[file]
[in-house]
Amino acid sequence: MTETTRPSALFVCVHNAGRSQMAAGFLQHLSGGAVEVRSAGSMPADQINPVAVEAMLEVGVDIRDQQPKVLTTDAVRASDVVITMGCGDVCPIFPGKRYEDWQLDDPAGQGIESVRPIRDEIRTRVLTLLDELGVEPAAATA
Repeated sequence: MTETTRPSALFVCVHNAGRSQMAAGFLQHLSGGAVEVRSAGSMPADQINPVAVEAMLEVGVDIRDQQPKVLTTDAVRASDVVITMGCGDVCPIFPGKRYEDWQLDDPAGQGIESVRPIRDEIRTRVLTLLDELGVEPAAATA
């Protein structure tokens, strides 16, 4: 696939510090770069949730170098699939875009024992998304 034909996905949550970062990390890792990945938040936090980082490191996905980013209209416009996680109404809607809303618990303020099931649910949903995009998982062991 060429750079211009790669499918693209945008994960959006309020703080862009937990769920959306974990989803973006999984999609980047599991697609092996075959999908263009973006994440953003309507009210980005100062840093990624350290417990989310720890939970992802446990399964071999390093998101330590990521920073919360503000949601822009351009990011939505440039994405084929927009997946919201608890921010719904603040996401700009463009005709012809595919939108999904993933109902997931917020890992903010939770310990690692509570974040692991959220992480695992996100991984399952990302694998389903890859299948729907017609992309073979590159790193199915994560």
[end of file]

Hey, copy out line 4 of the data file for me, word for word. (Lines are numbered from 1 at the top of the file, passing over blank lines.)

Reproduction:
């Protein structure tokens, strides 16, 4: 696939510090770069949730170098699939875009024992998304 034909996905949550970062990390890792990945938040936090980082490191996905980013209209416009996680109404809607809303618990303020099931649910949903995009998982062991 060429750079211009790669499918693209945008994960959006309020703080862009937990769920959306974990989803973006999984999609980047599991697609092996075959999908263009973006994440953003309507009210980005100062840093990624350290417990989310720890939970992802446990399964071999390093998101330590990521920073919360503000949601822009351009990011939505440039994405084929927009997946919201608890921010719904603040996401700009463009005709012809595919939108999904993933109902997931917020890992903010939770310990690692509570974040692991959220992480695992996100991984399952990302694998389903890859299948729907017609992309073979590159790193199915994560």